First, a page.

Author(s): Temple S, AlvarezBuylla A, Temple S, AlvarezBuylla A
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Abstract Over the past year, evidence has accrued that adult CNS stem cells are a widespread progenitor cell type. These cells may normally replace neurons and/or glia in the adult brain and spinal cord. Advances have been made in understanding the signals that regulate stem cell proliferation and differentiation. A deeper understanding of the structure of germinal zones has helped us move towards identifying stem cells in vivo. Recent studies suggest that the fate of stem cell progeny in vivo may be linked to the complexity of the animal's environment.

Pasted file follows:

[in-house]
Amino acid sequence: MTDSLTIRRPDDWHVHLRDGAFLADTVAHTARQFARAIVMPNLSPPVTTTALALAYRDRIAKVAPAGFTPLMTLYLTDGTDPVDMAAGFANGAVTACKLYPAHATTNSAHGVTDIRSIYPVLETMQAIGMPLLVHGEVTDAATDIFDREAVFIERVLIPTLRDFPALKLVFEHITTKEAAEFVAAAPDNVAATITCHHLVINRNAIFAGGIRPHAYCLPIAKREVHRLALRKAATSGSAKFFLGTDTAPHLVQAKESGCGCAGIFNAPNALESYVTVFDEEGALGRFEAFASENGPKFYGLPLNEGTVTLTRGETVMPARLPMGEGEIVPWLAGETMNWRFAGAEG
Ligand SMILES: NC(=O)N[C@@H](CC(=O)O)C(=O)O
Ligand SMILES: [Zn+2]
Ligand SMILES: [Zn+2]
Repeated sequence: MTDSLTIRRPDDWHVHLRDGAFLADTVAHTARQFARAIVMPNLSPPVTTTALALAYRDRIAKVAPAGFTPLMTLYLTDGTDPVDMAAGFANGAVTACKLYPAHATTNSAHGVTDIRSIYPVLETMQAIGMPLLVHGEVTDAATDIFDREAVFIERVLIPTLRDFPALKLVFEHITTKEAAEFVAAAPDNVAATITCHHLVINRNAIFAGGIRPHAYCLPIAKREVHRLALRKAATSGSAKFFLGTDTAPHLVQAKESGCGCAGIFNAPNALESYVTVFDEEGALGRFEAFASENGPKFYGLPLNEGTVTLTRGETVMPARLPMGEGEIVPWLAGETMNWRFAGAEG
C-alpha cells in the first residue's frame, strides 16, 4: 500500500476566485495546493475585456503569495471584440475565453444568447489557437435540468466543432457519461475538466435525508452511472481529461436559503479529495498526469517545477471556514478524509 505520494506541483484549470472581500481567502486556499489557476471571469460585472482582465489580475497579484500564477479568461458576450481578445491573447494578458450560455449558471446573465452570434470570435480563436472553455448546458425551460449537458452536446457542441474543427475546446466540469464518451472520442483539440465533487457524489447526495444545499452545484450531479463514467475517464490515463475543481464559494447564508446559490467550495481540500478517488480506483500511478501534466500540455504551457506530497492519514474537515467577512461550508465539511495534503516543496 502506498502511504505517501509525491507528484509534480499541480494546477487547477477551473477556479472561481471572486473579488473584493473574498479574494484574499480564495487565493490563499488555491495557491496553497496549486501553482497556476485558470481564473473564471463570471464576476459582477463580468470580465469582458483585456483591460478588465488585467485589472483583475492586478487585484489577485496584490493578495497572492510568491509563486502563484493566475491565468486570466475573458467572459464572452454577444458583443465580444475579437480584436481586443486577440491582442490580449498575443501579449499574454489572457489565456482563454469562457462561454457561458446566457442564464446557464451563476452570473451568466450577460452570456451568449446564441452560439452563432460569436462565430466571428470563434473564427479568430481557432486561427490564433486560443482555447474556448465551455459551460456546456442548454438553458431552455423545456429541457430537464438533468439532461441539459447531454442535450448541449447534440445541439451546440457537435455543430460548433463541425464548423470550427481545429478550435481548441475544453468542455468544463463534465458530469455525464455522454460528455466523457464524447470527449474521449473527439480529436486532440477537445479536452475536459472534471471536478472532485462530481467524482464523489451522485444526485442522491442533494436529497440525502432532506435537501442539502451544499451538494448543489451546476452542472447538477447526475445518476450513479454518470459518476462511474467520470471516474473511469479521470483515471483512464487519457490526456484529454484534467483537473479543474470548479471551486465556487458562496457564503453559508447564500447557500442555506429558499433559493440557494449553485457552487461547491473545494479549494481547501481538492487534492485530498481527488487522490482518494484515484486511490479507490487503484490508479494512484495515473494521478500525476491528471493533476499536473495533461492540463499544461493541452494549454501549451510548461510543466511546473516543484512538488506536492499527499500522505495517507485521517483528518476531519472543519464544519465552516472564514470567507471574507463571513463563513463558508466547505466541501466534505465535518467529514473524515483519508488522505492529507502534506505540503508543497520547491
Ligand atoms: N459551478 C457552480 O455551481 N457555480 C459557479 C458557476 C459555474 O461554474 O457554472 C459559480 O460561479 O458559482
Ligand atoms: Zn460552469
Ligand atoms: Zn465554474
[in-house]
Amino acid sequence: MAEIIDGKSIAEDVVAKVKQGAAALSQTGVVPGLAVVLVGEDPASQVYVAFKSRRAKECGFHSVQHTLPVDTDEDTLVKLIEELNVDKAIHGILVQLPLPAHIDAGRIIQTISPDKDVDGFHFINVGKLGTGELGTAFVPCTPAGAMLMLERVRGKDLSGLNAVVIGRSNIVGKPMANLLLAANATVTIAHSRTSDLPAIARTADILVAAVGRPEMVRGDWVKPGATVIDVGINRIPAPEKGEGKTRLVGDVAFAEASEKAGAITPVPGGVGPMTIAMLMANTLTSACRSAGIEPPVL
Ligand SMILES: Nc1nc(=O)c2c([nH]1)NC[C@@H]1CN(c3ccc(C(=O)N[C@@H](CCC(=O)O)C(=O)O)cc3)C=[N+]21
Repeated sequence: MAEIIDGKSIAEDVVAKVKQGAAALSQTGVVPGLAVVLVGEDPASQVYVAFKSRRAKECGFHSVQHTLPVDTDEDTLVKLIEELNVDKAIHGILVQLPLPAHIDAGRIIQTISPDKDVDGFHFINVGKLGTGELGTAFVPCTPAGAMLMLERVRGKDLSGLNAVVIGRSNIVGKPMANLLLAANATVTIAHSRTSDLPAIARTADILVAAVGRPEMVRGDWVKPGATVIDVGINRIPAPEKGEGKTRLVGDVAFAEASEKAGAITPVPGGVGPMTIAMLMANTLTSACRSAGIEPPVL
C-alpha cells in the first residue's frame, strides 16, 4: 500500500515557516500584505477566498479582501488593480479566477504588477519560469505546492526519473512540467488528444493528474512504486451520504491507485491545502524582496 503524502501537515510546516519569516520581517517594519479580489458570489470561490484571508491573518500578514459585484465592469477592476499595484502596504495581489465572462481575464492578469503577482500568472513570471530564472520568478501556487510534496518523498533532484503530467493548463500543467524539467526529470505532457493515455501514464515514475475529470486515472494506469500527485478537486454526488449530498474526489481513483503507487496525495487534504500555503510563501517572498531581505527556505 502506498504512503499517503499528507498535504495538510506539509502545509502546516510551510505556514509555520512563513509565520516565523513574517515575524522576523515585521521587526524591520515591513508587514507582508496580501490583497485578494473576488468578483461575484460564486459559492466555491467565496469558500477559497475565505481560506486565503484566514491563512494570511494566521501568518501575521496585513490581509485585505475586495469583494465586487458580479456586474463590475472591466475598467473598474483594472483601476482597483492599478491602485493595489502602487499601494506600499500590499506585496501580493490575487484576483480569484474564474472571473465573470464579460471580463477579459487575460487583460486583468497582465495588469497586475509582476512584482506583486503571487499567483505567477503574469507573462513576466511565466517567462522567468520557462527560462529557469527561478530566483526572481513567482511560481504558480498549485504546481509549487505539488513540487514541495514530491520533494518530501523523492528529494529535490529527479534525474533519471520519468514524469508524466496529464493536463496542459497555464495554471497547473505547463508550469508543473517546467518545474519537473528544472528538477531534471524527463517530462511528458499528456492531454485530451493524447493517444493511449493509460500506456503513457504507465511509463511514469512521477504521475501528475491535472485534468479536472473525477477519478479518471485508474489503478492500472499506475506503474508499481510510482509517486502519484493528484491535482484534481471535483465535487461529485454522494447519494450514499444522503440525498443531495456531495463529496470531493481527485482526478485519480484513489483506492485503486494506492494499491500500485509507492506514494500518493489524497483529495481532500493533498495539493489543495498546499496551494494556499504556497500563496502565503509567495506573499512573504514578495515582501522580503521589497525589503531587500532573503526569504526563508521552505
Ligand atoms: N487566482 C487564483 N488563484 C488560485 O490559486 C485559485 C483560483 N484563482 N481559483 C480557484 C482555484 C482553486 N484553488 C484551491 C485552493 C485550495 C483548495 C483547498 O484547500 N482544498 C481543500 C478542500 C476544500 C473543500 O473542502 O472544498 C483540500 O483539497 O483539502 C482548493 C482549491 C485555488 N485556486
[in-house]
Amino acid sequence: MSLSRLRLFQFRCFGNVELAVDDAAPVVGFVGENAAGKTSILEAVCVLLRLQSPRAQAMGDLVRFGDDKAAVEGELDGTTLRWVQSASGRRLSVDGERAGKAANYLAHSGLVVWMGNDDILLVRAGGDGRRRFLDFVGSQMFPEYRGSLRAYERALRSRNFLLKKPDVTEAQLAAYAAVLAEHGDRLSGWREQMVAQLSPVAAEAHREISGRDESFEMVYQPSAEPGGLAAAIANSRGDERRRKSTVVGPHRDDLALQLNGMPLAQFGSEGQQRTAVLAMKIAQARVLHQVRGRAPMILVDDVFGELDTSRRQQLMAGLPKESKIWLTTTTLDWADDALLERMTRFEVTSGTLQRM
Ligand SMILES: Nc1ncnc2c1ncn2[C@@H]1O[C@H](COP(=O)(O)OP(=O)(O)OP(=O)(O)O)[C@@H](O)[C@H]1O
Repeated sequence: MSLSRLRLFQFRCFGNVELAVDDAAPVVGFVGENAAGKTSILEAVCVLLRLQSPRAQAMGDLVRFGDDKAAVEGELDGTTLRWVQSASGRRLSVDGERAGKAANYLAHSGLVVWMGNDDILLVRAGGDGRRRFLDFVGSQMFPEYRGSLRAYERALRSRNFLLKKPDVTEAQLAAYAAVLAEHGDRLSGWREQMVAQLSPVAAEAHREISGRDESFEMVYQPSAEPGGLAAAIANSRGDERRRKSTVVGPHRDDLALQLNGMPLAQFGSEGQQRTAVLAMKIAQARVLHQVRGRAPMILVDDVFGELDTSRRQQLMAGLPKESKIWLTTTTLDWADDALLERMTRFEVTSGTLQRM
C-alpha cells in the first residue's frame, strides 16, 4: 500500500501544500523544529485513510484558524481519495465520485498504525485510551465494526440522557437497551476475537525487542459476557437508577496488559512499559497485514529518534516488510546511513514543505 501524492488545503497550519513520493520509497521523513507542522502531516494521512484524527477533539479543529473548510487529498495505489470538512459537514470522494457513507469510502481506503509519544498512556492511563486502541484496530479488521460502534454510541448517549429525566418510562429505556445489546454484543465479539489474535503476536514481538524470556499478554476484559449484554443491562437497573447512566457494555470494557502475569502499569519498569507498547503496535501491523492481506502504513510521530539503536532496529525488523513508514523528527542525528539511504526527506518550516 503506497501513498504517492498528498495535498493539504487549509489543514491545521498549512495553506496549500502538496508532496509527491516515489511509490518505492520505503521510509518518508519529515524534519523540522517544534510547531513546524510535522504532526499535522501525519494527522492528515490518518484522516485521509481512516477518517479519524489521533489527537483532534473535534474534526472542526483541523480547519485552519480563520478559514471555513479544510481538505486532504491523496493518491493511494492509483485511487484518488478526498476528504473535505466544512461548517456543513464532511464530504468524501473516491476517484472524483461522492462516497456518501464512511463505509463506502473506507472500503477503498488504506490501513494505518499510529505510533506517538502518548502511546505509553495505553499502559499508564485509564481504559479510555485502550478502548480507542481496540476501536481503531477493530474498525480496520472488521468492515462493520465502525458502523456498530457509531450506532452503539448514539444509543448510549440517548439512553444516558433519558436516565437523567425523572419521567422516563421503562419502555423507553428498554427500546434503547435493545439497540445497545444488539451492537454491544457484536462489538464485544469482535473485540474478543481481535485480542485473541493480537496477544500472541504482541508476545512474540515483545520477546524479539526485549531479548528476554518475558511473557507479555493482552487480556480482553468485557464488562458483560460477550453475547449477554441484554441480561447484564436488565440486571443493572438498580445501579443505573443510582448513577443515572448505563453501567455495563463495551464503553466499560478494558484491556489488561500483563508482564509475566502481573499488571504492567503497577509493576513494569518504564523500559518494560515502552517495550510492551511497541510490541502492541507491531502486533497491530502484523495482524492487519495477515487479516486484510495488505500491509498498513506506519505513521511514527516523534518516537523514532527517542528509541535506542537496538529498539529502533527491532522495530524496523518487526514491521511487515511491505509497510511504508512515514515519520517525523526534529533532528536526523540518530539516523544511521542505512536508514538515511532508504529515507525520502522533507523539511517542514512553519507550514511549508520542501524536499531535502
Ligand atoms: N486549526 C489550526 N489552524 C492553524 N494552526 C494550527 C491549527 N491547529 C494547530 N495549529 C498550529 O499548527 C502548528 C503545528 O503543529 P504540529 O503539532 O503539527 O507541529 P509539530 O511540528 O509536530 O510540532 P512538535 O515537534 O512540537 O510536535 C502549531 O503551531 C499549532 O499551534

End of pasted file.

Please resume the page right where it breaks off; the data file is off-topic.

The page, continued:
This article was published in Curr Opin Neurobiol
and referenced in Journal of Bioprocessing & Biotechniques